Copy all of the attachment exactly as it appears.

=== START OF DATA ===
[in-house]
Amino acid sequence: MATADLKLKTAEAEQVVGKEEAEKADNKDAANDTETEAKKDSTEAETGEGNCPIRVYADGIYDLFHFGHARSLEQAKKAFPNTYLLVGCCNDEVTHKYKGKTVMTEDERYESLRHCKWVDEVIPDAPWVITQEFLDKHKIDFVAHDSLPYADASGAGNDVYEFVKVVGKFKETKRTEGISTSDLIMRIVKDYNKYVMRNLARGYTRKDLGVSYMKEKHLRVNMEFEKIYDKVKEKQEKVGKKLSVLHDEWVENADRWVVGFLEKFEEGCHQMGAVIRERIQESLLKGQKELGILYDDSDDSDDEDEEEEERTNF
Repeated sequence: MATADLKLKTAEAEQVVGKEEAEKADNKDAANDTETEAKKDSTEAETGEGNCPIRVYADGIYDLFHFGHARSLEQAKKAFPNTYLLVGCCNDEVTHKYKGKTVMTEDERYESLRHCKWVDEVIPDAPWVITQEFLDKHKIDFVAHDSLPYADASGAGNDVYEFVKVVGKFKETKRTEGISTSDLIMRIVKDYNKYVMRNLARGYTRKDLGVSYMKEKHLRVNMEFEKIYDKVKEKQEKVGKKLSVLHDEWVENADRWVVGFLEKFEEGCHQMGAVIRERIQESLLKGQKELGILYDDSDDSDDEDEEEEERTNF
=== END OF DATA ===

[in-house]
Amino acid sequence: MATADLKLKTAEAEQVVGKEEAEKADNKDAANDTETEAKKDSTEAETGEGNCPIRVYADGIYDLFHFGHARSLEQAKKAFPNTYLLVGCCNDEVTHKYKGKTVMTEDERYESLRHCKWVDEVIPDAPWVITQEFLDKHKIDFVAHDSLPYADASGAGNDVYEFVKVVGKFKETKRTEGISTSDLIMRIVKDYNKYVMRNLARGYTRKDLGVSYMKEKHLRVNMEFEKIYDKVKEKQEKVGKKLSVLHDEWVENADRWVVGFLEKFEEGCHQMGAVIRERIQESLLKGQKELGILYDDSDDSDDEDEEEEERTNF
Repeated sequence: MATADLKLKTAEAEQVVGKEEAEKADNKDAANDTETEAKKDSTEAETGEGNCPIRVYADGIYDLFHFGHARSLEQAKKAFPNTYLLVGCCNDEVTHKYKGKTVMTEDERYESLRHCKWVDEVIPDAPWVITQEFLDKHKIDFVAHDSLPYADASGAGNDVYEFVKVVGKFKETKRTEGISTSDLIMRIVKDYNKYVMRNLARGYTRKDLGVSYMKEKHLRVNMEFEKIYDKVKEKQEKVGKKLSVLHDEWVENADRWVVGFLEKFEEGCHQMGAVIRERIQESLLKGQKELGILYDDSDDSDDEDEEEEERTNF